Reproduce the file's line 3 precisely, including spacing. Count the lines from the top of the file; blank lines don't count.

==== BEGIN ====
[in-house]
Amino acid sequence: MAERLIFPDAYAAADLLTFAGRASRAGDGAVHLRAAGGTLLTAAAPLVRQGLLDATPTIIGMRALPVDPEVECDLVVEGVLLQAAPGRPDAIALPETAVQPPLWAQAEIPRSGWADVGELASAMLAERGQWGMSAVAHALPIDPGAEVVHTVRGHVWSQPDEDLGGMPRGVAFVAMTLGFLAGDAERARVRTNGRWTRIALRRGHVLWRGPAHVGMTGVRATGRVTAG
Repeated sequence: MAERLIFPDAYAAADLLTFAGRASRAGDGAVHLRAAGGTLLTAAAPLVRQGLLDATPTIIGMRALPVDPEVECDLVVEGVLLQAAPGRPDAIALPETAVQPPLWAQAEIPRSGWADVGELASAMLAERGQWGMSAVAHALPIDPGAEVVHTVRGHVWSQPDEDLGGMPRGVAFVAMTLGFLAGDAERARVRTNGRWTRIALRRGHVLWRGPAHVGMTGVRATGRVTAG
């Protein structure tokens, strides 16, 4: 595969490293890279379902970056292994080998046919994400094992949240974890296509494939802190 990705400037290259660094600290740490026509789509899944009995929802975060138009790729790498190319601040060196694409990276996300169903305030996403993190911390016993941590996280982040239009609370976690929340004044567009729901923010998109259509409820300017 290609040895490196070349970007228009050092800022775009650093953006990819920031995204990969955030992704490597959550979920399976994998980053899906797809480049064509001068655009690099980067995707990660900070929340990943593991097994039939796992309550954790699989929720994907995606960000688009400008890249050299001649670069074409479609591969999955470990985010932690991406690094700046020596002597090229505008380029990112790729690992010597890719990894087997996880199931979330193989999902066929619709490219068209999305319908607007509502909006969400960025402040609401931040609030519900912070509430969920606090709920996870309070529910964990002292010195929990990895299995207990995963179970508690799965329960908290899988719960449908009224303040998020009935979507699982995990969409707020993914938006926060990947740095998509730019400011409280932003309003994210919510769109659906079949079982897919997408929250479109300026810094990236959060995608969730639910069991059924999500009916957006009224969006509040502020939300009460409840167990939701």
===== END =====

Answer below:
Repeated sequence: MAERLIFPDAYAAADLLTFAGRASRAGDGAVHLRAAGGTLLTAAAPLVRQGLLDATPTIIGMRALPVDPEVECDLVVEGVLLQAAPGRPDAIALPETAVQPPLWAQAEIPRSGWADVGELASAMLAERGQWGMSAVAHALPIDPGAEVVHTVRGHVWSQPDEDLGGMPRGVAFVAMTLGFLAGDAERARVRTNGRWTRIALRRGHVLWRGPAHVGMTGVRATGRVTAG